Investigating Religious “Identity”

the promise and problem of discourse analytic methods for religious studies inquiries


  • Kate Power University of British Columbia



identity, religion, linguistics, research methods, Membership Categorization Analysis, stance analysis


This article describes a fieldwork case study which integrates religious studies with various discourse analytic methods, to examine how contemporary Christian identities are represented in conversation. Based on interviews and focus groups with 46 residents of a small town in rural Canada, this research is primarily concerned with religious talk – in particular, with the “social practice” (Fairclough and Wodak, 1997: 258) of “talking [religious] identity” (Hadden and Lester, 1978). In this article, I will review briefly how “identity” is conceptualized in contemporary discourse analysis studies, before describing both the challenge of selecting appropriate linguistic methods for the investigation of religious identity, and the impact upon my research of adopting particular methods.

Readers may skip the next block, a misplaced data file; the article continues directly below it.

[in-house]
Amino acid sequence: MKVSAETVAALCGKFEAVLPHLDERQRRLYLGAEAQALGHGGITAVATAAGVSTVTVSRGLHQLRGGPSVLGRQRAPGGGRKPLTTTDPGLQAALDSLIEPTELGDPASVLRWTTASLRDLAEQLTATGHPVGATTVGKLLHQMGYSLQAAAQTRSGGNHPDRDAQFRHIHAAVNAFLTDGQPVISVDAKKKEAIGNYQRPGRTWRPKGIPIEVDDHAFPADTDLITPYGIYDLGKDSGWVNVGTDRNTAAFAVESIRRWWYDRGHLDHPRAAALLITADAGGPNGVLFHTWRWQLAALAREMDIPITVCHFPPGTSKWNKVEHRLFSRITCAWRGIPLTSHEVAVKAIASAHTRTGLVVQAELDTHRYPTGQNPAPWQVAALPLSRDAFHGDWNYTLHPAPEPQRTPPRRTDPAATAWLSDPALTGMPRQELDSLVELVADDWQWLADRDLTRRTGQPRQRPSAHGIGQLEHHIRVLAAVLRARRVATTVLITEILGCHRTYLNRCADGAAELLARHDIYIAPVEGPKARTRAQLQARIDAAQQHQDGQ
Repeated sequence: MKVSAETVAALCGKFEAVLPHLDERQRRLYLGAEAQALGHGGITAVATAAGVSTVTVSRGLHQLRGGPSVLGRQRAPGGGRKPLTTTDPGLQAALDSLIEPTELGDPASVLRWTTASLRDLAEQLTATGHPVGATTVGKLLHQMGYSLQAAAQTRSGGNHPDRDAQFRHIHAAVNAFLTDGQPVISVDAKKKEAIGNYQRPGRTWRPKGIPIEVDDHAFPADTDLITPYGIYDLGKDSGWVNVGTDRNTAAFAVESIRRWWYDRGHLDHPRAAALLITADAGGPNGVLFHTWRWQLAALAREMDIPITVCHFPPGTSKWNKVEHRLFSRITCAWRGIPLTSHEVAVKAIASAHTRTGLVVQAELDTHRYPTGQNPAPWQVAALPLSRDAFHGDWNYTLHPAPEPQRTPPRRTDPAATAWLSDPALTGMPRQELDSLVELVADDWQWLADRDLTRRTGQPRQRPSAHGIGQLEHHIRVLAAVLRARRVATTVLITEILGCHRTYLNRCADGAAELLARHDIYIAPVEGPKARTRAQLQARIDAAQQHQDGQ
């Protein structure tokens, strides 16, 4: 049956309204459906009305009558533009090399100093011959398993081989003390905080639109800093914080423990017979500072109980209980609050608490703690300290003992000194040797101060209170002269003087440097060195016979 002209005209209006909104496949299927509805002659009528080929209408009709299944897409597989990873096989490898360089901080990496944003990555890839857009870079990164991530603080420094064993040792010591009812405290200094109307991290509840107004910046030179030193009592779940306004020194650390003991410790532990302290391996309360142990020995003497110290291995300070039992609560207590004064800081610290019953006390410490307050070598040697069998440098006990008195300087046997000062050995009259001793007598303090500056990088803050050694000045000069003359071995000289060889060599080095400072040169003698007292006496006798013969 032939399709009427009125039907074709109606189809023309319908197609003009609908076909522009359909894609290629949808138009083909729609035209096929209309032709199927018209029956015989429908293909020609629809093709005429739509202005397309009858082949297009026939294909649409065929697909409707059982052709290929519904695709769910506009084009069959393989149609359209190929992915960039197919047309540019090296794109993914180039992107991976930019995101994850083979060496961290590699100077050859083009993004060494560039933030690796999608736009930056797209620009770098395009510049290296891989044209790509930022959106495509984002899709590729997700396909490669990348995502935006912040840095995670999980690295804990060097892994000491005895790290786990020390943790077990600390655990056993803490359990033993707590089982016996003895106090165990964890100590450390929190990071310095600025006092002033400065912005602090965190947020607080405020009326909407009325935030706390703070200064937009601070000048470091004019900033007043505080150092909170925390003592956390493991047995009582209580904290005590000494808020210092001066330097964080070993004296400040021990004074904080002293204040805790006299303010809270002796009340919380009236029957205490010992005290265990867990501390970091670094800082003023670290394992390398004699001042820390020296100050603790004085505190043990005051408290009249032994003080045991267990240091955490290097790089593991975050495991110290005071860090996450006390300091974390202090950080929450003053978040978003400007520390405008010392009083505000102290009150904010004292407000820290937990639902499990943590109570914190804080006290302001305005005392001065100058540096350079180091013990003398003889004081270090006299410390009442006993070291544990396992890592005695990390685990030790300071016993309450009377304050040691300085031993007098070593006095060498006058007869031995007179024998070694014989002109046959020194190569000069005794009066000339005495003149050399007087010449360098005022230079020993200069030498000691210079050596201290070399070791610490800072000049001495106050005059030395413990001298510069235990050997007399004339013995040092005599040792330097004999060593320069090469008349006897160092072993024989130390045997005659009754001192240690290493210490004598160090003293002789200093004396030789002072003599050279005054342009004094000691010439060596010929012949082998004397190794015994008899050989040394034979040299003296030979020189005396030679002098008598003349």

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Author Biography

Kate Power, University of British Columbia

Dr Kate Power holds a PhD in Applied Linguistics from Lancaster University (UK) and a Masters degree in Christian Studies from Regent College (Canada). She teaches Arts Studies in Research and Writing at the University of British Columbia, with a focus on religion and international development.


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How to Cite

Power, K. (2013). Investigating Religious “Identity”: the promise and problem of discourse analytic methods for religious studies inquiries. Fieldwork in Religion, 8(1), 7–26.